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Enjoyment and its Effect on Adherence to Physical Activity

April 23, 2015

When beginning to look at the antecedents of how an individual starts and remains active throughout their life, complex issues arise that are difficult to conceive just from theory. To understand the motivation behind an intention to engage in physical activity, Biddle & Mutrie (2008) state that it is the choice, persistence, continuing of motivation, and the intensity that defines the underlying intention. However, there seems to be a lack of emphasis on how the environment can affect an individual’s choice and overall perception of enjoyment, competence, and need for persistence. Creating a climate that nurtures positive internal traits early on in youth, can have a big impact on adult exercise participation. In light of this issue, this article will use concepts from both self-efficacy theory (SET), and self-determination theory (SDT) to look at how the role of others, and the environment has an effect on individual enjoyment of exercise and physical activity. Furthermore, I will propose my own theoretical model that aims to emphasize the enjoyment of experience as a main motivator for keeping people engaged in physical activity throughout their life by turning intention into behavior.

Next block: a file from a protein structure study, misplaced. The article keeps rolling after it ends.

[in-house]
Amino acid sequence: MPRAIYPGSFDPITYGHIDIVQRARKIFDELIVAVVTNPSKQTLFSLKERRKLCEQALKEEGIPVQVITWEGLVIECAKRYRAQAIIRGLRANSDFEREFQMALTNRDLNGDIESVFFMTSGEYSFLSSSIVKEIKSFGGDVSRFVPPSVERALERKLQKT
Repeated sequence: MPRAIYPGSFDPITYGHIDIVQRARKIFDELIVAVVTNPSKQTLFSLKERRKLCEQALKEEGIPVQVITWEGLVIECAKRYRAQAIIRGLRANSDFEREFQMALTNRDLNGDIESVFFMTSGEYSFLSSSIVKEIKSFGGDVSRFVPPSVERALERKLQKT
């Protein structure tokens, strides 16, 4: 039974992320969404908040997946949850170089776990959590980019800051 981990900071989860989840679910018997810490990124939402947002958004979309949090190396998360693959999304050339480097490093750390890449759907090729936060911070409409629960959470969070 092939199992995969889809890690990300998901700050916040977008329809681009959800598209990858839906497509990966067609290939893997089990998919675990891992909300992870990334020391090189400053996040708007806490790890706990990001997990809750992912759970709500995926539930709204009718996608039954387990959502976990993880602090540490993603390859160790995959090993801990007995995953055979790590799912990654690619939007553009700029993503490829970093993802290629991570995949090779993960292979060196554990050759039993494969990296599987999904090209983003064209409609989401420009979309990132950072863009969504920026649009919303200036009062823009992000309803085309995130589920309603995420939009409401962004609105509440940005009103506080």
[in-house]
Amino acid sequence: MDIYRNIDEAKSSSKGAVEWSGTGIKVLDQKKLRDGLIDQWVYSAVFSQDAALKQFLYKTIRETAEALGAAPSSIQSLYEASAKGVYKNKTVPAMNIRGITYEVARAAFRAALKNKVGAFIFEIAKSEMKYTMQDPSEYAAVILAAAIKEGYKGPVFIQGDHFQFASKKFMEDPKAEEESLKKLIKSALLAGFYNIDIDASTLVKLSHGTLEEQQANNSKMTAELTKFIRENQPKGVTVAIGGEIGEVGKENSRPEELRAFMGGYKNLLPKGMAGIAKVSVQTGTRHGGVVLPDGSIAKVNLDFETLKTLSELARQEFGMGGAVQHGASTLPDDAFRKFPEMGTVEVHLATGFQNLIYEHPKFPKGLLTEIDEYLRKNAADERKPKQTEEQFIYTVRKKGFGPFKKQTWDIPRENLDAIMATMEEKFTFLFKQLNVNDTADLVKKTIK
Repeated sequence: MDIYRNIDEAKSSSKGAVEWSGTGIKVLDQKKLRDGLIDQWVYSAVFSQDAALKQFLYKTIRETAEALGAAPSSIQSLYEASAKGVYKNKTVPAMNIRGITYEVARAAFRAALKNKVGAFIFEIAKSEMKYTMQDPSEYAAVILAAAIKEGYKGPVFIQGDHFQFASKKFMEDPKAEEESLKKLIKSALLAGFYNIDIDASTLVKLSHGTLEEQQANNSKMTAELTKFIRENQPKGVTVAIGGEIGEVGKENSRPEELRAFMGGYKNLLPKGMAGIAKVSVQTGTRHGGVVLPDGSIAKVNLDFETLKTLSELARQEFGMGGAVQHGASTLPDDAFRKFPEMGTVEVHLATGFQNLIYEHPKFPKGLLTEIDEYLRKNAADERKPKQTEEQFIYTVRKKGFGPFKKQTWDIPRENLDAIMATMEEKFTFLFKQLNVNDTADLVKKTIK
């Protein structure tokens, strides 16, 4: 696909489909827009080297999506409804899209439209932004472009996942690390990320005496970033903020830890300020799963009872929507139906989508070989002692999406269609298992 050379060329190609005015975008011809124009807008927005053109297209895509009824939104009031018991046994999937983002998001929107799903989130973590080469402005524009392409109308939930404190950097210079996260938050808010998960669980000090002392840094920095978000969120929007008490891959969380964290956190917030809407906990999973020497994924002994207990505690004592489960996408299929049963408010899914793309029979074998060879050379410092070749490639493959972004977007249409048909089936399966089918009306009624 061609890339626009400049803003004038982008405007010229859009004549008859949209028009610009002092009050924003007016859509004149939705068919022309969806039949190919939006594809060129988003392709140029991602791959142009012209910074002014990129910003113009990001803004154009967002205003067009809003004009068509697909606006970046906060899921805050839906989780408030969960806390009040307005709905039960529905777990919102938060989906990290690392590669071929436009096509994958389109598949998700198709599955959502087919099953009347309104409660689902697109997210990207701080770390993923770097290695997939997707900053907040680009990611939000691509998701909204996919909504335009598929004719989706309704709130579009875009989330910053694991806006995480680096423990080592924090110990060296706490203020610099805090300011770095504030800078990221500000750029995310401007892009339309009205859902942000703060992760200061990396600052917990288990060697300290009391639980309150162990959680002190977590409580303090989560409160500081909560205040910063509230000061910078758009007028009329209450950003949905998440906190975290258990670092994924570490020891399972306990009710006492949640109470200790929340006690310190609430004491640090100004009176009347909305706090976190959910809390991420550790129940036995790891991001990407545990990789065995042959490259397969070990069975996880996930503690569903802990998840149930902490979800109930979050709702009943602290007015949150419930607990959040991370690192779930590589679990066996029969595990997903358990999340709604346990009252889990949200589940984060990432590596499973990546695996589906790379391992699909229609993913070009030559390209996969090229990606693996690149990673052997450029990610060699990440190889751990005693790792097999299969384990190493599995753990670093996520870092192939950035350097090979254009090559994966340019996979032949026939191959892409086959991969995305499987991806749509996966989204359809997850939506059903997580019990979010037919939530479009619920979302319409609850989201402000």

If we were to say that motivation simply comes from the strong will of a particular individual, we would be looking at the issue very one dimensionally. Many factors such as social inequality, environmental factors, genetic susceptibility, and interestingly, learned helplessness play a huge role in how we think and behave. What could be a positive experience for one person in terms of staying active, could be a negative for another person because of some past altercation that caused this person to view physical activity as something they are inadequate at (for example, a poor physical education teacher). When looking at the most important motivational factors for motivation, the need to feel a sense of achievement is listed (Biddle & Murtrie, 2008). This is in line with SDT where research has suggested that whenever an autonomy-supportive environment is nurtured, there is a greater quality of motivation (Goudas et al., 1995, as cited in Biddle et al., 2007). Individuals, especially children, grow in this type of environment, just like a seed grows into a tree only if the environment is conducive to growth. Similarly, in order to create such surroundings and create a greater sense of self-worth, SET theory states that individuals should be exposed to gradual increases in exercise dose, arranging to see others in similar positions, have peers give out encouragement, and the setting should be relaxed but still upbeat (Ewart, 1989, as cited in Biddle et al.). Greater adherence to exercise programs was found with instructors who fostered an autonomy-supportive environment where the use of positive language, and giving reason behind the exercises was cultivated (Biddle et al., 2007).  Furthermore, this increases confidence in those participating which is an important construct in exercise motivation for self-efficacy theory. Whenever people feel that they are competent, the more likely they are to want to demonstrate that competence, thus are motivated to be active (Biddle et al., 2007).